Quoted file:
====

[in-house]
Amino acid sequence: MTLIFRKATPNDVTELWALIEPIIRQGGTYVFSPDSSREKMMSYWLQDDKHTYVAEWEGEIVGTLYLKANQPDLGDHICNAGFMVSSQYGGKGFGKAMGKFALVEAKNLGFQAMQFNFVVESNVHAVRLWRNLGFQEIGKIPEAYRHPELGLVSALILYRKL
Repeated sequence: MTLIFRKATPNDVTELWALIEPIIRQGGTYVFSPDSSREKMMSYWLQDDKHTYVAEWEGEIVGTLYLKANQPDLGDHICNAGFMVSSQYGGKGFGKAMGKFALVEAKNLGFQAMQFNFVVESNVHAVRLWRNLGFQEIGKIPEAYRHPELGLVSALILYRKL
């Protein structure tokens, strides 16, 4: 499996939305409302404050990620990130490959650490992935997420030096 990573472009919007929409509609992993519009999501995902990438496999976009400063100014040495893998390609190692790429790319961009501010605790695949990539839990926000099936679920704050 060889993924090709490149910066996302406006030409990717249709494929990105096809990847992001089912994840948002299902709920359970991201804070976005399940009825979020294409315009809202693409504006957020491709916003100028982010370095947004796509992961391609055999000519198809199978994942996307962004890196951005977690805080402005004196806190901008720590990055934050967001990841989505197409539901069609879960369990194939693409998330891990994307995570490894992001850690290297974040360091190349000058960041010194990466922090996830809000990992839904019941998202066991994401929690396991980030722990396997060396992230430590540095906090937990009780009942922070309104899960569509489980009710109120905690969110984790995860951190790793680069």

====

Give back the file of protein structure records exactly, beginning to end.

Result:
[in-house]
Amino acid sequence: MTLIFRKATPNDVTELWALIEPIIRQGGTYVFSPDSSREKMMSYWLQDDKHTYVAEWEGEIVGTLYLKANQPDLGDHICNAGFMVSSQYGGKGFGKAMGKFALVEAKNLGFQAMQFNFVVESNVHAVRLWRNLGFQEIGKIPEAYRHPELGLVSALILYRKL
Repeated sequence: MTLIFRKATPNDVTELWALIEPIIRQGGTYVFSPDSSREKMMSYWLQDDKHTYVAEWEGEIVGTLYLKANQPDLGDHICNAGFMVSSQYGGKGFGKAMGKFALVEAKNLGFQAMQFNFVVESNVHAVRLWRNLGFQEIGKIPEAYRHPELGLVSALILYRKL
């Protein structure tokens, strides 16, 4: 499996939305409302404050990620990130490959650490992935997420030096 990573472009919007929409509609992993519009999501995902990438496999976009400063100014040495893998390609190692790429790319961009501010605790695949990539839990926000099936679920704050 060889993924090709490149910066996302406006030409990717249709494929990105096809990847992001089912994840948002299902709920359970991201804070976005399940009825979020294409315009809202693409504006957020491709916003100028982010370095947004796509992961391609055999000519198809199978994942996307962004890196951005977690805080402005004196806190901008720590990055934050967001990841989505197409539901069609879960369990194939693409998330891990994307995570490894992001850690290297974040360091190349000058960041010194990466922090996830809000990992839904019941998202066991994401929690396991980030722990396997060396992230430590540095906090937990009780009942922070309104899960569509489980009710109120905690969110984790995860951190790793680069």